Anti-money laundering among top concerns of Philippines banks
The BSP said most banking groups’ difficulty with Republic Act 10000 or the Agri-Agra Reform Credit Act of 2009 has been noted in the previous results of the Banking Sector Outlook Survey.
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Anti-money laundering among top concerns of Philippines banks

Lawrence Agcaoili (The Philippine Star) - January 11, 2021 - 12:00am

MANILA, Philippines — Compliance with mandatory credits to agriculture and agrarian (agri-agra) reform, as well as anti-money laundering continue to be the most challenging areas for banks and financial institutions, according to the Bangko Sentral ng Pilipinas (BSP).

The BSP said most banking groups’ difficulty with Republic Act 10000 or the Agri-Agra Reform Credit Act of 2009 has been noted in the previous results of the Banking Sector Outlook Survey (BSOS).

Domestic and foreign universal and commercial banks, as well as thrift banks, have tagged the law as the most challenging to comply with based on the latest results of the survey.

“Except for rural and cooperative banks, compliance with mandatory credits to agri-agra remains as the most challenging since the complex business models of bigger banks may not be suited to lend to the agri-agra sector,” the BSP said.

The law retained the mandatory credit allocation in Presidential Decree 717 where 15 percent of banks’ total loanable funds are to be set aside for agriculture, while 10 percent should be made available for agrarian reform beneficiaries.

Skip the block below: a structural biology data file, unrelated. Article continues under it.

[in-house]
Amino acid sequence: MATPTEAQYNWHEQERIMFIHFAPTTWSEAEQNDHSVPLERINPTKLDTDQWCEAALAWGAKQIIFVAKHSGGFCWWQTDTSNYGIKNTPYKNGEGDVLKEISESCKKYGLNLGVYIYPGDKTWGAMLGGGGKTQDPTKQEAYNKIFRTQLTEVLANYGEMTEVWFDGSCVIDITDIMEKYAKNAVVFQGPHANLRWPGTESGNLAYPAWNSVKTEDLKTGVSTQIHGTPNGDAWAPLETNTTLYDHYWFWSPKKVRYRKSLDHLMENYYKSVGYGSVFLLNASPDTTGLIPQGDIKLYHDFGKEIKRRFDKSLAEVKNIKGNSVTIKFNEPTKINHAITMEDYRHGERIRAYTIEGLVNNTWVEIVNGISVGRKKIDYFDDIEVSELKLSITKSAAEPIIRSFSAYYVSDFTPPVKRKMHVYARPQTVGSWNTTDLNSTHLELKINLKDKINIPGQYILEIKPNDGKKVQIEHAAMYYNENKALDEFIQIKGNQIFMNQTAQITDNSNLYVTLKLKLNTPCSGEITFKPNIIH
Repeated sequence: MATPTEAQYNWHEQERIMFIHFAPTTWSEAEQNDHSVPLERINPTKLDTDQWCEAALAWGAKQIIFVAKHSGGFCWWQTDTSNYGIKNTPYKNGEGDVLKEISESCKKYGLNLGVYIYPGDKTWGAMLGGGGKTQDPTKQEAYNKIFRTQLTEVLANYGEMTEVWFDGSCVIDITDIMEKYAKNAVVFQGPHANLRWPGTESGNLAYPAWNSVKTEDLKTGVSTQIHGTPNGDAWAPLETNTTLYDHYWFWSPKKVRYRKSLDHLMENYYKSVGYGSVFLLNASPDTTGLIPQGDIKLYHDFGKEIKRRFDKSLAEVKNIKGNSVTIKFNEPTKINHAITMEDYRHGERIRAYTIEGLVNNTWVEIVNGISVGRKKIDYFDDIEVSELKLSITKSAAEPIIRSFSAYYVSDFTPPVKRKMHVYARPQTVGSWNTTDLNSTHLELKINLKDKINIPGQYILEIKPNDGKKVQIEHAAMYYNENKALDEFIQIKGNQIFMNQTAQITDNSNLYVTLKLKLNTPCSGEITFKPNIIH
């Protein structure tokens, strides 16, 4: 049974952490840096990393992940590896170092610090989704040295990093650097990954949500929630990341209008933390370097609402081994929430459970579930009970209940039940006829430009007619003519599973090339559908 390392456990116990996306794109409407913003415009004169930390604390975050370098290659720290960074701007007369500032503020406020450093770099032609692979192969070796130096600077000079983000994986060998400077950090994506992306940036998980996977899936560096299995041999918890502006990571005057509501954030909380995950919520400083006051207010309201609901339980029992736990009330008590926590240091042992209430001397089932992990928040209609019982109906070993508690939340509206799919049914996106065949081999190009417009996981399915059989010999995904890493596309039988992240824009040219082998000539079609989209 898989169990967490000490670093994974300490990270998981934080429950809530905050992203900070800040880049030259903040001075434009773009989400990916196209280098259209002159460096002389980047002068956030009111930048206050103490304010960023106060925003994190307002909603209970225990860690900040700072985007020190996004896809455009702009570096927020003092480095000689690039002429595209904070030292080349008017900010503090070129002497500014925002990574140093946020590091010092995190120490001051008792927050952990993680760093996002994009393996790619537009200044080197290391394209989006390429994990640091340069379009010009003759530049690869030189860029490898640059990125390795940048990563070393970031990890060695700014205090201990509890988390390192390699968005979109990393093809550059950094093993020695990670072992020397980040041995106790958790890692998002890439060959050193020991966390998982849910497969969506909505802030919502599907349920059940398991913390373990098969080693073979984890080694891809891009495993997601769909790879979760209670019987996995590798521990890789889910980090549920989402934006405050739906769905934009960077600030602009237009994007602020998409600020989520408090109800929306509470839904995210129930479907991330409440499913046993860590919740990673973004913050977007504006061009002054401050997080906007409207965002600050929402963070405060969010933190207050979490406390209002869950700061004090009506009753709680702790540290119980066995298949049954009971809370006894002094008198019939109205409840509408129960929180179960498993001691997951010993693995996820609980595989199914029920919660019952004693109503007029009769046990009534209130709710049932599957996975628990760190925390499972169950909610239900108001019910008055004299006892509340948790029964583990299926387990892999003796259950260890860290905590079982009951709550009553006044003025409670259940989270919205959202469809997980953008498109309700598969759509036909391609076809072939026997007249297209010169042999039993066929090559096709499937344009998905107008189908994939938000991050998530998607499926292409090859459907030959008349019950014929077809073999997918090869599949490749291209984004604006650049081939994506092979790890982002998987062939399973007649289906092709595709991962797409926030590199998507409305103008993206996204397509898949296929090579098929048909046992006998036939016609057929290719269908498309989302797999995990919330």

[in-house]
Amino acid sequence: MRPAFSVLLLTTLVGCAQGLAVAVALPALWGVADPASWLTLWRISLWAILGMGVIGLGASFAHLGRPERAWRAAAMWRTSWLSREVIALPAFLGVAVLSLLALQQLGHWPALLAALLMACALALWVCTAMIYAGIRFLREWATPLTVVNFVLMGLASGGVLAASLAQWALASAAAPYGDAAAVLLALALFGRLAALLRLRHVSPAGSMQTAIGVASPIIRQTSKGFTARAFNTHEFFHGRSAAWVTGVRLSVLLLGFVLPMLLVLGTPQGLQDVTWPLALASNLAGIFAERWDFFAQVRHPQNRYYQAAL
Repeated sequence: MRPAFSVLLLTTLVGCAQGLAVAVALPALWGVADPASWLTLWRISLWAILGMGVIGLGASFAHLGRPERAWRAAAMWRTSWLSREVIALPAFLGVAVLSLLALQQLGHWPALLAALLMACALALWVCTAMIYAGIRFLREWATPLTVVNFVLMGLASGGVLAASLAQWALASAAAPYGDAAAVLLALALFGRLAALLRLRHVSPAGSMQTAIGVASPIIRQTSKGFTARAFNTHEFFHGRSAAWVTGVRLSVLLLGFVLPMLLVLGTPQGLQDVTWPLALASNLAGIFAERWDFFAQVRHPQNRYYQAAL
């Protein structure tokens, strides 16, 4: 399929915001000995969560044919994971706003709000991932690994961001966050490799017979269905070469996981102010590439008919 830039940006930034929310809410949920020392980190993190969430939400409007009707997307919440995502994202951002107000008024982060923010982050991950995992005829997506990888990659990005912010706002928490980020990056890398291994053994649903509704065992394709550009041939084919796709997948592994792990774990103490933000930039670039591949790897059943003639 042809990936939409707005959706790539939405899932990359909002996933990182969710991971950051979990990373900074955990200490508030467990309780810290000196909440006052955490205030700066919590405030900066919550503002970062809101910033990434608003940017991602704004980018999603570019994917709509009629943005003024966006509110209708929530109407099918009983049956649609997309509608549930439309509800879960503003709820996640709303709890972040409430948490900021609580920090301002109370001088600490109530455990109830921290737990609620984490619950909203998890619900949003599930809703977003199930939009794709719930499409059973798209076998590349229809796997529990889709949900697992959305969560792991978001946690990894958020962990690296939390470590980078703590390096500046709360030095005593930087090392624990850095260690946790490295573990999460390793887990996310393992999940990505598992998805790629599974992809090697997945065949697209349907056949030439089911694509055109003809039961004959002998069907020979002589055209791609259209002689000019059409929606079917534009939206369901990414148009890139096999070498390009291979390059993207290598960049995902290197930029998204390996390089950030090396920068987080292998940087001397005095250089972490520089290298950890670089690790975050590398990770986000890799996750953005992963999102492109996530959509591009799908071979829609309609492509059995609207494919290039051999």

Latest data from the central bank showed the loans extended by the banks to the agriculture sector amounted to P639.82 billion in end-March last year for an 11.02 percent compliance ratio or below the required 15 percent.

The BSP said big banks or universal and commercial or big banks registered a compliance ratio of 11.15 percent after extending P603.08 billion to the agriculture sector, while the ratio of thrift or mid-sized banks only reached 6.61 percent after granting P19.32 billion.

Rural banks extended P17.42 billion to the agriculture sector for a compliance ratio of 16.8 percent.

Likewise, the compliance ratio of the banking system fell way short of the 10 percent threshold for agrarian reform credit as banks only extended loans amounting to P56.53 billion for a compliance ratio of less than one percent.

The compliance ratio of big banks for agrarian reform loans only reached 0.84 percent while that of thrift banks settled at 1.15 percent as well as rural and cooperative banks with 7.36 percent.

“Nonetheless, penalties have been collected from banks which have failed to fully comply with the mandatory agri-agra credit allocation,” the BSP said as the banks opted to pay P10.3 billion worth of fines over the past decade.

The regulator is now working with relevant government agencies on the amendments to Agri-Agra Law to strengthen rural development by providing for a holistic approach that takes into account the broader agricultural financing ecosystem and rural community development requirements.

The BSP said banks also cited regulations on credit risk management, anti-money laundering, information technology (IT) risk management, and operational risk management as the most challenging areas in terms of compliance with the central bank’s regulatory framework.

“Technology risk also remained as one of the risks common to banks due to the increasing support on technology-enabled solutions. Likewise, financial market risk transpired as one of the risks common to thrift as well as rural and cooperative banks,” it said.

AGRI-AGRA REFORM CREDIT ACT BANGKO SENTRAL NG PILIPINAS
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